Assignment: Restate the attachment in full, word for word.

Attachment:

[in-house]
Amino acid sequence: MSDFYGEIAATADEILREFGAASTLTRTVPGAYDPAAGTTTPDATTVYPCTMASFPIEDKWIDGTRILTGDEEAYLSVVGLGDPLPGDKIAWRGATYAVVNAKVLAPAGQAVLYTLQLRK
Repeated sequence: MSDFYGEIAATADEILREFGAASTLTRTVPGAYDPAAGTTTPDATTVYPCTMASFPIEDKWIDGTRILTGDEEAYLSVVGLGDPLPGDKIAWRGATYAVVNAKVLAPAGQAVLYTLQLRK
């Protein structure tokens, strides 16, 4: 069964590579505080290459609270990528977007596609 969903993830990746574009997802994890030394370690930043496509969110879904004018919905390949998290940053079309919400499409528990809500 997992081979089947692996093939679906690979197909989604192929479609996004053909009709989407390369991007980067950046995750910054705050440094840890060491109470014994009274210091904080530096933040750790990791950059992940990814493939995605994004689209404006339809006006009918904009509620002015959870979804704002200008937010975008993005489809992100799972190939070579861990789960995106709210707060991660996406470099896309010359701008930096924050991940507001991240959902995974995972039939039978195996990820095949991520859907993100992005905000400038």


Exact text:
[in-house]
Amino acid sequence: MSDFYGEIAATADEILREFGAASTLTRTVPGAYDPAAGTTTPDATTVYPCTMASFPIEDKWIDGTRILTGDEEAYLSVVGLGDPLPGDKIAWRGATYAVVNAKVLAPAGQAVLYTLQLRK
Repeated sequence: MSDFYGEIAATADEILREFGAASTLTRTVPGAYDPAAGTTTPDATTVYPCTMASFPIEDKWIDGTRILTGDEEAYLSVVGLGDPLPGDKIAWRGATYAVVNAKVLAPAGQAVLYTLQLRK
């Protein structure tokens, strides 16, 4: 069964590579505080290459609270990528977007596609 969903993830990746574009997802994890030394370690930043496509969110879904004018919905390949998290940053079309919400499409528990809500 997992081979089947692996093939679906690979197909989604192929479609996004053909009709989407390369991007980067950046995750910054705050440094840890060491109470014994009274210091904080530096933040750790990791950059992940990814493939995605994004689209404006339809006006009918904009509620002015959870979804704002200008937010975008993005489809992100799972190939070579861990789960995106709210707060991660996406470099896309010359701008930096924050991940507001991240959902995974995972039939039978195996990820095949991520859907993100992005905000400038």